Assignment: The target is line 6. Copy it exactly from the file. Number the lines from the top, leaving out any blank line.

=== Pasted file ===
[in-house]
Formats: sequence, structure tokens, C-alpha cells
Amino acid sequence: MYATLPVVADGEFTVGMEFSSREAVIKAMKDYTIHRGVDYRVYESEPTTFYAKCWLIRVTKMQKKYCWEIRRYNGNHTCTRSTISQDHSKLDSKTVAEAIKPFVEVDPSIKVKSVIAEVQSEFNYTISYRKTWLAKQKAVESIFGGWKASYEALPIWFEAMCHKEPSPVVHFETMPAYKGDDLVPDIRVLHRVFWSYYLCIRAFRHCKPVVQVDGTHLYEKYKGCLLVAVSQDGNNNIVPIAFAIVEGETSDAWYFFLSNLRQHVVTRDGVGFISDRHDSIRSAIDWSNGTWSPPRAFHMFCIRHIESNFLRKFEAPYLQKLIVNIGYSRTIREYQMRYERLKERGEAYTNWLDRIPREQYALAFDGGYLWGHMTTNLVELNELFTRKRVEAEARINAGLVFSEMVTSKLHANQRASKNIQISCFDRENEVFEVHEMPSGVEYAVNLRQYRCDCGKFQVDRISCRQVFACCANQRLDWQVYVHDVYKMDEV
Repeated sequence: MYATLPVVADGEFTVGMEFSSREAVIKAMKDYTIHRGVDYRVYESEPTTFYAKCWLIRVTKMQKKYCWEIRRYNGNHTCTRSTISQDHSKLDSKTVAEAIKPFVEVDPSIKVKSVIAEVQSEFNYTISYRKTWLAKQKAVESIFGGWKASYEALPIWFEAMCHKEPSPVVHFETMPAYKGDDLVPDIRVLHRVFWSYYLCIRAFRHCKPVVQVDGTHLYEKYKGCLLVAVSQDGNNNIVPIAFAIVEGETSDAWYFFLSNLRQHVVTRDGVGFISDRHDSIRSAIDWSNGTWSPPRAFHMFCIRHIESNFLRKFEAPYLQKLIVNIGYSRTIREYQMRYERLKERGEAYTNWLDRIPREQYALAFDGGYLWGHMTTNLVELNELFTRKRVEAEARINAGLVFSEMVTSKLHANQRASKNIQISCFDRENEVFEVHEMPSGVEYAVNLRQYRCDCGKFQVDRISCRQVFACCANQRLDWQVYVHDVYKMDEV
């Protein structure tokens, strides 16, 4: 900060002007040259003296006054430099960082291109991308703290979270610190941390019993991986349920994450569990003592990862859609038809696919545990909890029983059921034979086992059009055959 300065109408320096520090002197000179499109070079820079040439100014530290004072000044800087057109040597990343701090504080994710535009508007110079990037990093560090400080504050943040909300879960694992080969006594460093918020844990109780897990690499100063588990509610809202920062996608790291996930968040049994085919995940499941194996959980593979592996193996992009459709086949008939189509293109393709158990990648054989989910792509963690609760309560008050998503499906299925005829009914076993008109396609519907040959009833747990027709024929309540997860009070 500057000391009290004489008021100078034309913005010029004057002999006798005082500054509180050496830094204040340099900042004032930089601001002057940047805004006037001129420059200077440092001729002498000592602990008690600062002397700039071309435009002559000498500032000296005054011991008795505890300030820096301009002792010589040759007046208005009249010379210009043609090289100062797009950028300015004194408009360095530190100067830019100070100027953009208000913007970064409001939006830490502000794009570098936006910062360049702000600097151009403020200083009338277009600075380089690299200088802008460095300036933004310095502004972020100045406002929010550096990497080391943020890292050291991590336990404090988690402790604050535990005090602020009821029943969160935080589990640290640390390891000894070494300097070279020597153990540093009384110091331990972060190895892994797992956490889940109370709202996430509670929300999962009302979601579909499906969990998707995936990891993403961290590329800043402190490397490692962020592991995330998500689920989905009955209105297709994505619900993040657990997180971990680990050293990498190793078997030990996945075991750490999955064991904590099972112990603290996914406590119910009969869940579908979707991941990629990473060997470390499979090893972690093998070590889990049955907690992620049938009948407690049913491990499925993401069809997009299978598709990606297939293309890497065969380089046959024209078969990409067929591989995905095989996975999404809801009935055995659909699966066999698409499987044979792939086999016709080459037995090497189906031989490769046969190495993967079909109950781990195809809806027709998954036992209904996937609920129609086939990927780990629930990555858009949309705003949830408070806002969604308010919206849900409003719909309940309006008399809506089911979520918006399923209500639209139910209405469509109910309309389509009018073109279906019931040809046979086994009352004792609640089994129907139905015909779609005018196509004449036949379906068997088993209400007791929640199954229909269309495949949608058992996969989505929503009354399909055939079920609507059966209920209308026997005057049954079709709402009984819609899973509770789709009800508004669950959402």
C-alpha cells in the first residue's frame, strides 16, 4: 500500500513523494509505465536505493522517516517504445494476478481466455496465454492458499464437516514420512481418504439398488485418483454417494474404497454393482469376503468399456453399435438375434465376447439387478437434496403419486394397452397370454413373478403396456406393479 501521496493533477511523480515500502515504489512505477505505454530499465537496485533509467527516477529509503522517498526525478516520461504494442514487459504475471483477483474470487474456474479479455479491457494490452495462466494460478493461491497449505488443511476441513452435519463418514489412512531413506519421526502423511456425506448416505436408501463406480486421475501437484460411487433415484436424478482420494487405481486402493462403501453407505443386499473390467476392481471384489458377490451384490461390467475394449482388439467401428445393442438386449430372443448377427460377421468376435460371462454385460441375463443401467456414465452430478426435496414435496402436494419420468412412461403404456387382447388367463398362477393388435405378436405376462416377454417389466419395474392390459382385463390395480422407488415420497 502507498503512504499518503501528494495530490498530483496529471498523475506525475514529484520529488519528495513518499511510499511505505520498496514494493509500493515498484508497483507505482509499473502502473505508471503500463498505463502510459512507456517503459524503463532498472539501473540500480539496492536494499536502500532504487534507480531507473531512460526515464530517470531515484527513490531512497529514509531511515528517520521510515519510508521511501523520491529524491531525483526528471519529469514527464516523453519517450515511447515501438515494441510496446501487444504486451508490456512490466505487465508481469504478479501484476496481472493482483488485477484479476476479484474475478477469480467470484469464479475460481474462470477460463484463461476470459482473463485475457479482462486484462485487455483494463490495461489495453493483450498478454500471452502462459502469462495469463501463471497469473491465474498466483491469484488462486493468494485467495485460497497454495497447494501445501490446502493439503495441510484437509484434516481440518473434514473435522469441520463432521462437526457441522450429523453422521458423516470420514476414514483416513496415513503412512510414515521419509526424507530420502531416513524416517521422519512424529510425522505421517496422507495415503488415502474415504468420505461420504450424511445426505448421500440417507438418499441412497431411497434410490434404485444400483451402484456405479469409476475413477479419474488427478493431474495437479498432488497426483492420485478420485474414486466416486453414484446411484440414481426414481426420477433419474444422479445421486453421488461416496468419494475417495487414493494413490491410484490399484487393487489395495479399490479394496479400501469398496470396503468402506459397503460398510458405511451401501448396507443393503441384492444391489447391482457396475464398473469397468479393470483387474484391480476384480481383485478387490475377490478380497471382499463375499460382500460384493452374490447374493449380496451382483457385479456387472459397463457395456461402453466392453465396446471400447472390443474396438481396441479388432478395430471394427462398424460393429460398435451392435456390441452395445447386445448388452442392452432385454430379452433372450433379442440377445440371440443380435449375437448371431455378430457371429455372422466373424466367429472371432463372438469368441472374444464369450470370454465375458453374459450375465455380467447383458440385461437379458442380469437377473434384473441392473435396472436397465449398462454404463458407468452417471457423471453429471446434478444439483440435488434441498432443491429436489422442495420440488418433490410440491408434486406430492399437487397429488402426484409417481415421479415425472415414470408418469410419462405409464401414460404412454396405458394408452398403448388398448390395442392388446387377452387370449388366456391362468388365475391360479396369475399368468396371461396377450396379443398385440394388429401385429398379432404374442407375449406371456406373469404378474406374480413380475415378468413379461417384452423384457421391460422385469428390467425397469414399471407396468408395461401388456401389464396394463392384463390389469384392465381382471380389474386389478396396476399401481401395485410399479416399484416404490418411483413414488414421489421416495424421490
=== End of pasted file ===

C-alpha cells in the first residue's frame, strides 16, 4: 500500500513523494509505465536505493522517516517504445494476478481466455496465454492458499464437516514420512481418504439398488485418483454417494474404497454393482469376503468399456453399435438375434465376447439387478437434496403419486394397452397370454413373478403396456406393479 501521496493533477511523480515500502515504489512505477505505454530499465537496485533509467527516477529509503522517498526525478516520461504494442514487459504475471483477483474470487474456474479479455479491457494490452495462466494460478493461491497449505488443511476441513452435519463418514489412512531413506519421526502423511456425506448416505436408501463406480486421475501437484460411487433415484436424478482420494487405481486402493462403501453407505443386499473390467476392481471384489458377490451384490461390467475394449482388439467401428445393442438386449430372443448377427460377421468376435460371462454385460441375463443401467456414465452430478426435496414435496402436494419420468412412461403404456387382447388367463398362477393388435405378436405376462416377454417389466419395474392390459382385463390395480422407488415420497 502507498503512504499518503501528494495530490498530483496529471498523475506525475514529484520529488519528495513518499511510499511505505520498496514494493509500493515498484508497483507505482509499473502502473505508471503500463498505463502510459512507456517503459524503463532498472539501473540500480539496492536494499536502500532504487534507480531507473531512460526515464530517470531515484527513490531512497529514509531511515528517520521510515519510508521511501523520491529524491531525483526528471519529469514527464516523453519517450515511447515501438515494441510496446501487444504486451508490456512490466505487465508481469504478479501484476496481472493482483488485477484479476476479484474475478477469480467470484469464479475460481474462470477460463484463461476470459482473463485475457479482462486484462485487455483494463490495461489495453493483450498478454500471452502462459502469462495469463501463471497469473491465474498466483491469484488462486493468494485467495485460497497454495497447494501445501490446502493439503495441510484437509484434516481440518473434514473435522469441520463432521462437526457441522450429523453422521458423516470420514476414514483416513496415513503412512510414515521419509526424507530420502531416513524416517521422519512424529510425522505421517496422507495415503488415502474415504468420505461420504450424511445426505448421500440417507438418499441412497431411497434410490434404485444400483451402484456405479469409476475413477479419474488427478493431474495437479498432488497426483492420485478420485474414486466416486453414484446411484440414481426414481426420477433419474444422479445421486453421488461416496468419494475417495487414493494413490491410484490399484487393487489395495479399490479394496479400501469398496470396503468402506459397503460398510458405511451401501448396507443393503441384492444391489447391482457396475464398473469397468479393470483387474484391480476384480481383485478387490475377490478380497471382499463375499460382500460384493452374490447374493449380496451382483457385479456387472459397463457395456461402453466392453465396446471400447472390443474396438481396441479388432478395430471394427462398424460393429460398435451392435456390441452395445447386445448388452442392452432385454430379452433372450433379442440377445440371440443380435449375437448371431455378430457371429455372422466373424466367429472371432463372438469368441472374444464369450470370454465375458453374459450375465455380467447383458440385461437379458442380469437377473434384473441392473435396472436397465449398462454404463458407468452417471457423471453429471446434478444439483440435488434441498432443491429436489422442495420440488418433490410440491408434486406430492399437487397429488402426484409417481415421479415425472415414470408418469410419462405409464401414460404412454396405458394408452398403448388398448390395442392388446387377452387370449388366456391362468388365475391360479396369475399368468396371461396377450396379443398385440394388429401385429398379432404374442407375449406371456406373469404378474406374480413380475415378468413379461417384452423384457421391460422385469428390467425397469414399471407396468408395461401388456401389464396394463392384463390389469384392465381382471380389474386389478396396476399401481401395485410399479416399484416404490418411483413414488414421489421416495424421490